In fact, if the higher-earning spouse should remarry, the new wife can also draw benefits based on his record without it affecting his Social Security benefits at all. "A lot of people don't know that if they are divorced and their ex is remarried," Cheng says, "that does not mean the new wife can't get Social Security based on his income as well as the former (wife)."

Alimony
Alimony

"Alimony is the toughest issue to face," Christensen says. "Permanent alimony is rarely actually permanent. It lasts only until either spouse dies or the spouse receiving the alimony remarries. There's also a statute in effect in some states that if someone is living with someone else in a supportive relationship or sharing expenses, that can also be taken into account."

In some states, he says, if the marriage lasted 10 years or fewer, there may be a time limit on how long an ex-spouse can receive alimony.

When a supporting spouse remarries, "he may deliberately reduce his income today so the surviving new wife will get more," says Linda S. Gross, a certified family law specialist in Santa Monica, Calif. But in some states, she says, that won't wash; alimony can be based on the total income the supporting spouse has access to -- including investment income -- not just the total he or she chooses to withdraw.

More controversy can ensue when the supporting spouse retires, says Christensen. "It's 'I still need alimony' versus 'I am living off my retirement and you are getting your share of my retirement fund,'" he says. "But the money in that fund earned after the divorce is not included, so should the spouse who has the greater benefit have to pay more to the ex-spouse?"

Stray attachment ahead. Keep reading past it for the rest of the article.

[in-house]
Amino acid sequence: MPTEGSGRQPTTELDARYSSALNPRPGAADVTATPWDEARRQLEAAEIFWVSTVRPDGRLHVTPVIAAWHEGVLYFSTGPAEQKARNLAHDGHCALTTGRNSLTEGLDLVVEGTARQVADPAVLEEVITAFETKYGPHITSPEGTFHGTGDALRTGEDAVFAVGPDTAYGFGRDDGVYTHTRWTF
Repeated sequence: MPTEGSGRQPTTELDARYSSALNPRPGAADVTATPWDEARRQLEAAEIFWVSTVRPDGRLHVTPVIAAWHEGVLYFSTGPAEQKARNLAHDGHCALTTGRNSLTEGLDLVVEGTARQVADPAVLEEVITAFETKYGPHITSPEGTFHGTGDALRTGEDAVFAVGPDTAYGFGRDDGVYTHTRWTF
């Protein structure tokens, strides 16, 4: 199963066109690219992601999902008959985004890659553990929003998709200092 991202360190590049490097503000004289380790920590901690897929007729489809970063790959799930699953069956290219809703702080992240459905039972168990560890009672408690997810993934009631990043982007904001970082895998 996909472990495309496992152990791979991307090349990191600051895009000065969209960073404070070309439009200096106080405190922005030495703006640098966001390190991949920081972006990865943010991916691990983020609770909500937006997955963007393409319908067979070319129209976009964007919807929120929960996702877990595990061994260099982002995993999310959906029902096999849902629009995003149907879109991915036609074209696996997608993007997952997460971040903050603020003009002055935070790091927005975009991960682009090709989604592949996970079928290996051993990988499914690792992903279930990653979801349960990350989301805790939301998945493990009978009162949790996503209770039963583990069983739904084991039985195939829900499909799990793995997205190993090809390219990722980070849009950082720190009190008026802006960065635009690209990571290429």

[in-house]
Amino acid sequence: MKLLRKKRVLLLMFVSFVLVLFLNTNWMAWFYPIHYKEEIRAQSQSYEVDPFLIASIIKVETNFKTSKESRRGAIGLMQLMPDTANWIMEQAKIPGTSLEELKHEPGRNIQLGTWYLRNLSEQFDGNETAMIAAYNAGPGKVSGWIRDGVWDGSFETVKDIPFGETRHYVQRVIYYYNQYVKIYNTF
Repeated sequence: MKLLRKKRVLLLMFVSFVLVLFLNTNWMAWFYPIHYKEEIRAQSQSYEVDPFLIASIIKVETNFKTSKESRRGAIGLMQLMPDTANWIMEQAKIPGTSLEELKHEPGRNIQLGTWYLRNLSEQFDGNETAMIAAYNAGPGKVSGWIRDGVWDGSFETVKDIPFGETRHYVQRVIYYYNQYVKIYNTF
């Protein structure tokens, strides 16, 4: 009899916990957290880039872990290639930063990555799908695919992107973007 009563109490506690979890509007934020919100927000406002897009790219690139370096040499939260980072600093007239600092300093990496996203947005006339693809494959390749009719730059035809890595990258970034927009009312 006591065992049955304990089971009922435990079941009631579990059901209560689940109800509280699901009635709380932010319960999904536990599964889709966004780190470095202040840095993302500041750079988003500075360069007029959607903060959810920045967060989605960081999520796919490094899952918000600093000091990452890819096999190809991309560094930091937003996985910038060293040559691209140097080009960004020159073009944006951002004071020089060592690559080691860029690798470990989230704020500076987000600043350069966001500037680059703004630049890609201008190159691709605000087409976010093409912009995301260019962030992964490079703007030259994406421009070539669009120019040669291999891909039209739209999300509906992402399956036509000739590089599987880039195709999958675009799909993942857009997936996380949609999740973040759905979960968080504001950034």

Insurance
Insurance

A more secure guarantee of support, Gross says, is a life insurance policy. "If the parties purchased life insurance during marriage, even if it is a term policy, it may be given to the supported spouse," she says, "so that if the supporting spouse dies, the supported spouse gets an insurance payout."

However, she adds, many people are not comfortable with their ex having a life insurance policy on them after divorce.

If life insurance was not purchased during marriage, Gross says, the supporting spouse may now be uninsurable or have pre-existing conditions that make the cost of obtaining life insurance prohibitively expensive.

Health insurance is another issue to consider. Under COBRA, after a divorce an ex-spouse can continue to receive health insurance coverage for up to 36 months, Cheng says.

But don't wait for those 36 months to pass to look into replacement health insurance coverage.

"While 50 may be the new 30," Gross says, "unfortunately, insurance isn't priced that way. So it's really important to research your options."

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According to a recent study, the divorce rate climbed from 10 percent in 1990 to 25 percent for people ages 50 and up. That's a tough time to start over to secure the future.

So what should someone in this age bracket do when facing divorce? For starters, close joint accounts, change the beneficiary on all accounts, and start monitoring credit for unauthorized activity, advise some experts.

Splitting everything 50-50 may sound like the simplest solution, but it may not be an equitable one. Pensions and retirement accounts can be divided via a qualified domestic relations order, or QDRO. And keep in mind that Social Security benefits can be based on the higher earner's work record, as long as the marriage lasted at least 10 years.

Numerous other issues may come up, including alimony, selling the marital home, and insurance needs.

Because so much is at stake, experts say that it's imperative to bone up on financial planning when facing such a crisis.